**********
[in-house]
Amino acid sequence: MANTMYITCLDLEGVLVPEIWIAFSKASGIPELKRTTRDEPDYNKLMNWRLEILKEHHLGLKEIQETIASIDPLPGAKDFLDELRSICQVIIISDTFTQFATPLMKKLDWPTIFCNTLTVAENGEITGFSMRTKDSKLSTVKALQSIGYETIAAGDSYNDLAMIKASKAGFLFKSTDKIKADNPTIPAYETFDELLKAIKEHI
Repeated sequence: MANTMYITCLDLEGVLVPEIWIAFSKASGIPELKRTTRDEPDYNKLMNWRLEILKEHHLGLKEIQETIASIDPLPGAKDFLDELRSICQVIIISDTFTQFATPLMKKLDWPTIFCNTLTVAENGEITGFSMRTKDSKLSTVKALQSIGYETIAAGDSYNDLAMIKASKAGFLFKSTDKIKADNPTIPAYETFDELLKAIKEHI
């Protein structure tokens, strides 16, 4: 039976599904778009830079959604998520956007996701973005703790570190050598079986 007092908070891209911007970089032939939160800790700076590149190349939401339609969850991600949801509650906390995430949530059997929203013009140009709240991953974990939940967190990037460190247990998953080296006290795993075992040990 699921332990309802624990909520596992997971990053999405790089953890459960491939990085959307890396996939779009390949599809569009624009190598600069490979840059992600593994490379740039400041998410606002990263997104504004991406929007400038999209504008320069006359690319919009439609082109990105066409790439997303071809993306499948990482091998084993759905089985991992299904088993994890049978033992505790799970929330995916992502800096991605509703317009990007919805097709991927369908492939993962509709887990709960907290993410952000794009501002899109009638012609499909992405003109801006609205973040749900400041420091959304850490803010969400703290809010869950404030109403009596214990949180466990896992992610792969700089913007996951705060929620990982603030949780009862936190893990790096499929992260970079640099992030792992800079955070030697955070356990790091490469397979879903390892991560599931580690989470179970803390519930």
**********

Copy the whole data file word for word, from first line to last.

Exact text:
[in-house]
Amino acid sequence: MANTMYITCLDLEGVLVPEIWIAFSKASGIPELKRTTRDEPDYNKLMNWRLEILKEHHLGLKEIQETIASIDPLPGAKDFLDELRSICQVIIISDTFTQFATPLMKKLDWPTIFCNTLTVAENGEITGFSMRTKDSKLSTVKALQSIGYETIAAGDSYNDLAMIKASKAGFLFKSTDKIKADNPTIPAYETFDELLKAIKEHI
Repeated sequence: MANTMYITCLDLEGVLVPEIWIAFSKASGIPELKRTTRDEPDYNKLMNWRLEILKEHHLGLKEIQETIASIDPLPGAKDFLDELRSICQVIIISDTFTQFATPLMKKLDWPTIFCNTLTVAENGEITGFSMRTKDSKLSTVKALQSIGYETIAAGDSYNDLAMIKASKAGFLFKSTDKIKADNPTIPAYETFDELLKAIKEHI
């Protein structure tokens, strides 16, 4: 039976599904778009830079959604998520956007996701973005703790570190050598079986 007092908070891209911007970089032939939160800790700076590149190349939401339609969850991600949801509650906390995430949530059997929203013009140009709240991953974990939940967190990037460190247990998953080296006290795993075992040990 699921332990309802624990909520596992997971990053999405790089953890459960491939990085959307890396996939779009390949599809569009624009190598600069490979840059992600593994490379740039400041998410606002990263997104504004991406929007400038999209504008320069006359690319919009439609082109990105066409790439997303071809993306499948990482091998084993759905089985991992299904088993994890049978033992505790799970929330995916992502800096991605509703317009990007919805097709991927369908492939993962509709887990709960907290993410952000794009501002899109009638012609499909992405003109801006609205973040749900400041420091959304850490803010969400703290809010869950404030109403009596214990949180466990896992992610792969700089913007996951705060929620990982603030949780009862936190893990790096499929992260970079640099992030792992800079955070030697955070356990790091490469397979879903390892991560599931580690989470179970803390519930």